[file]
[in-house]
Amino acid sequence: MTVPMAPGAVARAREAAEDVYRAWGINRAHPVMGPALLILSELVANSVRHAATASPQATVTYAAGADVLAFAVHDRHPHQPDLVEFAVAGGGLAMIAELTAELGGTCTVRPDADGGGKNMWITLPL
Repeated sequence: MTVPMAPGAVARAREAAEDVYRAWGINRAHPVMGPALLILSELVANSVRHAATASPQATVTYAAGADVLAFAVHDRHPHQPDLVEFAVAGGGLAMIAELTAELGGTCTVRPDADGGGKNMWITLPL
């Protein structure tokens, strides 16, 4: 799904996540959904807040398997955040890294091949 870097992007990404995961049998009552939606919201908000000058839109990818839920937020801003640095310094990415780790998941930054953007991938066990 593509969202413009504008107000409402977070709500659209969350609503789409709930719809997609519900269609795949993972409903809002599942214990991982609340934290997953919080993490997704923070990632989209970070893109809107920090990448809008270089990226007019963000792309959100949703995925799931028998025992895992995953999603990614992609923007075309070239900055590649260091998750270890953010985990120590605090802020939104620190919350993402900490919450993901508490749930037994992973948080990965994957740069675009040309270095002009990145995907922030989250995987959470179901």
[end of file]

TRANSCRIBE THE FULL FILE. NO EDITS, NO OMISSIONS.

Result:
[in-house]
Amino acid sequence: MTVPMAPGAVARAREAAEDVYRAWGINRAHPVMGPALLILSELVANSVRHAATASPQATVTYAAGADVLAFAVHDRHPHQPDLVEFAVAGGGLAMIAELTAELGGTCTVRPDADGGGKNMWITLPL
Repeated sequence: MTVPMAPGAVARAREAAEDVYRAWGINRAHPVMGPALLILSELVANSVRHAATASPQATVTYAAGADVLAFAVHDRHPHQPDLVEFAVAGGGLAMIAELTAELGGTCTVRPDADGGGKNMWITLPL
């Protein structure tokens, strides 16, 4: 799904996540959904807040398997955040890294091949 870097992007990404995961049998009552939606919201908000000058839109990818839920937020801003640095310094990415780790998941930054953007991938066990 593509969202413009504008107000409402977070709500659209969350609503789409709930719809997609519900269609795949993972409903809002599942214990991982609340934290997953919080993490997704923070990632989209970070893109809107920090990448809008270089990226007019963000792309959100949703995925799931028998025992895992995953999603990614992609923007075309070239900055590649260091998750270890953010985990120590605090802020939104620190919350993402900490919450993901508490749930037994992973948080990965994957740069675009040309270095002009990145995907922030989250995987959470179901």